Month: February 2010

Meeting with an old friend

Meeting with an old friend

Since I first got hooked on to watching odonates (dragonflies and damselflies) I have been keen on seeing one particular species. My interest in odonates was created when I came across a book ‘Dragonflies of India – A Field Guide’ by K. A. Subramanian roughly about six months ago in August 2009.

This new found interest was initially limited to watching and photographing odonates. However, it become an obsession after I met David Raju or Kocchu David (Baby David..:P) during a short visit to Valparai. His passion for this group of organisms was contagious and I instantly fell victim.

Since then oding (like bird watching, watching Odonates is called oding!) has become an inherent part of my life. I must have walked the same way ‘n’ number of times without taking much notice of these buzzing creatures flying overhead. But after my brush with Kocchu David, walking my regular haunts is not the same any more. Unlike other passersby, I have begun noticing dozens of damsels and dragons flying every day and my eyes have slowly become trained to look for them. Suddenly they are omnipresent for me.

Going down memory lane, dragonflies and damselflies remind me of my childhood days. Very few among us might have grown up without noticing them. I recall the times when they entered the house at night and flew around the lights. Regretful as much as it would seem now, I even recall how I adored some of my friends at school who were ‘expert’ in catching dragonflies.

Since my school days I recognized three types of odonates. One was green or yellowish green in color, while the second one was blue in color. They are called Thattaan in Tamil. A third kind was a thin one, yellowish in color with blue tail tip. It is called Usi thattaan in Tamil. This is the one which has been favorite since childhood and I have been longing to see it since I learnt to watch odonates.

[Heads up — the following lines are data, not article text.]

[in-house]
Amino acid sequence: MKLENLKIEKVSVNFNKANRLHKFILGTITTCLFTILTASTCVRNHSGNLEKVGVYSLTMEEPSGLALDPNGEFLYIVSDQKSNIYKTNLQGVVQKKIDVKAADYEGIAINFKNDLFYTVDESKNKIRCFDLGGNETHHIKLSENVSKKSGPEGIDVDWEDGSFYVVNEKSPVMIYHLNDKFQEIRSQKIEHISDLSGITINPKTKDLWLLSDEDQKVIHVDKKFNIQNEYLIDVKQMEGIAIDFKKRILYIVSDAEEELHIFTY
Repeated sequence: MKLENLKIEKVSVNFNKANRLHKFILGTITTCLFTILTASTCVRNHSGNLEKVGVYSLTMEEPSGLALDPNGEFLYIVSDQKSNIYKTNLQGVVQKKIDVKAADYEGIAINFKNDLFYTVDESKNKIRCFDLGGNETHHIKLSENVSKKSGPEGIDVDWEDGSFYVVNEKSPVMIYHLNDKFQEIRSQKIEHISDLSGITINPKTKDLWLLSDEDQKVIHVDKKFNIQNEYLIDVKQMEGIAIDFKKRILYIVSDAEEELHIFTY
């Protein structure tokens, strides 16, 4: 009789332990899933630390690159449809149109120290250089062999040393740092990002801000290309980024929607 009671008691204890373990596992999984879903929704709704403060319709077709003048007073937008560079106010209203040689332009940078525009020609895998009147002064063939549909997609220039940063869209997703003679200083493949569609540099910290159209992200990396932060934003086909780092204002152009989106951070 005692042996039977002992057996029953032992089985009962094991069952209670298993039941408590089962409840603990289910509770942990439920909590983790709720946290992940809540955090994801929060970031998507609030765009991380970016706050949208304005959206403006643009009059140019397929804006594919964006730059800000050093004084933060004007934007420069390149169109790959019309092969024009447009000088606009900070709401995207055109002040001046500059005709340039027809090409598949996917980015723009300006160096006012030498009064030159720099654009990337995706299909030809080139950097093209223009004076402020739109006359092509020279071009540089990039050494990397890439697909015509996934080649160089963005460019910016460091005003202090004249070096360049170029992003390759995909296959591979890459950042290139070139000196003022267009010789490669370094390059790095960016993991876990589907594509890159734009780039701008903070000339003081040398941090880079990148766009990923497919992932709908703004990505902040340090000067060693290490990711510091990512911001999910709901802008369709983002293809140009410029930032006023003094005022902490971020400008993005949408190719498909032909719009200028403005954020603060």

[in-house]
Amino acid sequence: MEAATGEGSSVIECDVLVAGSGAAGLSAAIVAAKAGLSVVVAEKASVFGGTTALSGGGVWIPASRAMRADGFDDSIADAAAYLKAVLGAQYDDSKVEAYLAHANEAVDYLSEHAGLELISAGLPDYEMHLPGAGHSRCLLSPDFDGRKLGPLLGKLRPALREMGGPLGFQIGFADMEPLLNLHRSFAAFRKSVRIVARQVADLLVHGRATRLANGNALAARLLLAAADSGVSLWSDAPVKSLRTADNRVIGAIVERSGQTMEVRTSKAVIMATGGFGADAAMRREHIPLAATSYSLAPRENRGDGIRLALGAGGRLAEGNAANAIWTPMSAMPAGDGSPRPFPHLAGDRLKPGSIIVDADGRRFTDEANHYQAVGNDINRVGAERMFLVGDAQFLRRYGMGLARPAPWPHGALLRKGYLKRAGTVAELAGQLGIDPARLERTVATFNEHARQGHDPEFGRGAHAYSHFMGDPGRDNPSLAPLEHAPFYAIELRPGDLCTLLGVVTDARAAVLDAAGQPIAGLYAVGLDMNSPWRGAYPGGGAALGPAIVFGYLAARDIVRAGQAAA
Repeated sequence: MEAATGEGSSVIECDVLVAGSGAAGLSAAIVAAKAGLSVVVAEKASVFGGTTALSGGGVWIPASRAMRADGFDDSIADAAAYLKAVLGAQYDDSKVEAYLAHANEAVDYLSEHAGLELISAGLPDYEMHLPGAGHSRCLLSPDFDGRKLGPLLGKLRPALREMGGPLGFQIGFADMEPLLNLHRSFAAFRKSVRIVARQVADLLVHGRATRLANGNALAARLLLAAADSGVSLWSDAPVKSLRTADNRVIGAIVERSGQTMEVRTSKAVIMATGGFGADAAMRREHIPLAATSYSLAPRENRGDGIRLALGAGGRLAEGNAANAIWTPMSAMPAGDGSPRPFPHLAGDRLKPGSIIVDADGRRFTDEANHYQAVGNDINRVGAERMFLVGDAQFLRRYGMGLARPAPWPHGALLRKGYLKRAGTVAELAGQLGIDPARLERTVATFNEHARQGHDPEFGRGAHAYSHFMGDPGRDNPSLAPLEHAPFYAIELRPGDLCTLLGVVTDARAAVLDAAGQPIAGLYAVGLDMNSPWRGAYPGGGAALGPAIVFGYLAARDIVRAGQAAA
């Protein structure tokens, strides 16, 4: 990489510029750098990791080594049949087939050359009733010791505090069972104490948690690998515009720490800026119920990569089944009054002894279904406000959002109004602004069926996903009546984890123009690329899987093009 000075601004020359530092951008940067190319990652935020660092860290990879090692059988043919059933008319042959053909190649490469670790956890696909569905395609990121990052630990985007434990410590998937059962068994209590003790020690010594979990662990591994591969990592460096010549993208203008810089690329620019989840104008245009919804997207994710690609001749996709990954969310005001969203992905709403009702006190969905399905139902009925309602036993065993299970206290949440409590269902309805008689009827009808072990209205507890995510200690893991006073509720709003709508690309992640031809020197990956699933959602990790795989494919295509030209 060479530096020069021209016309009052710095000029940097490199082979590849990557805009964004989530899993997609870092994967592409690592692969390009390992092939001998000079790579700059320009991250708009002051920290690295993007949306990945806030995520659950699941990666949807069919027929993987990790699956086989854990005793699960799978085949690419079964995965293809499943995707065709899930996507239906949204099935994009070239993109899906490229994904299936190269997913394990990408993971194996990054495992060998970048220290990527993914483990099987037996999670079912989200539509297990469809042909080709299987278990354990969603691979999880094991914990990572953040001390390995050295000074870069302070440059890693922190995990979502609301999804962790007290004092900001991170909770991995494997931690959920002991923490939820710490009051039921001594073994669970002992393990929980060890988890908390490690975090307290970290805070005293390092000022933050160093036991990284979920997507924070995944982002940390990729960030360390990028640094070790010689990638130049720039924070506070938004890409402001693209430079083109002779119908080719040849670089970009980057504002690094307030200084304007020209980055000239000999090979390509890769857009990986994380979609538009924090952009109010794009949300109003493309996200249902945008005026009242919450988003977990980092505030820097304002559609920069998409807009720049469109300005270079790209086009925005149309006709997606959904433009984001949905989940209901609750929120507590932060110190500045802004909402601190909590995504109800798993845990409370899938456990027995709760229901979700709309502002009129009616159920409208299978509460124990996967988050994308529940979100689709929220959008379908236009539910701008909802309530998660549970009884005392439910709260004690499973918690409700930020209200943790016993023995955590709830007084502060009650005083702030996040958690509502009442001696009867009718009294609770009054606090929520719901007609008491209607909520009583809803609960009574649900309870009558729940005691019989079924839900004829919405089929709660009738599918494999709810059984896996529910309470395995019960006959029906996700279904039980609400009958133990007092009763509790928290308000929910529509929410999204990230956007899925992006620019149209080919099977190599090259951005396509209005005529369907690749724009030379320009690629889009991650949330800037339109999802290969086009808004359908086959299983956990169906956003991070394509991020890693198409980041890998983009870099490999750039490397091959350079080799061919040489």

It is only now that I realized that Thattaan is a Dragonfly and Usi Thattaan is a Damselfly (Usi in Tamil is needle) and appropriately called so as damselflies have very thin abdomens compared to dragonflies. Watching wildlife photographs in books and websites happens to be one of my favorite hobbies. Needless to say the most used book in my library in recent times is ‘Dragonflies of India – A Field Guide’. After thoroughly going through this field guide I am now able to identify the three species of odonates that I knew as a boy.  The green or yellowish dragonfly, which I grew up seeing as a boy was a Ground Skimmer (female) Diplocodes trivialis and the blue one was a male of the same species.

Ground Skimmer Diplocodes trivialis Male (left) and Female (Right)
Ground Skimmer Diplocodes trivialis Male (left) and Female (Right)

The minute I saw the Golden Dartlet Ischnura aurora photo I knew that this is the Usi Thattaan that I had been looking for.  But that Usi thattaan never showed up and I was longing to see that. It was unmistakably a damselfly with green and black body (Thorax) and yellow tail (abdomen) with bright blue tip. The image of this damselfly seen during my childhood was still vivid in my memory.

Though I came across several beautiful damselflies since I first began watching these winged beauties, the Golden Dartlet, my favourite of all evaded me for long.   However, the golden moment came during today’s visit to my favourite oding haunt near my house. There it was!  My long lost friend from my childhood days was a little away from the water and tucked quietly in the grass completely camouflaged.  He was such a tiny cute thing. Total length including his eyes and thorax would be not more than 20-23 mm. A closer look revealed that he had black and green stripes on his thorax and two beautiful azure blue spots on top of his head. He didn’t stay there for long. He was busy flying around. I got a few pictures of him and smiled at him and returned home with satisfied heart. Its always good to meet old friends isn’t it?

My old friend_Golden Dartlet Ischnura aurora
My old friend_Golden Dartlet Ischnura aurora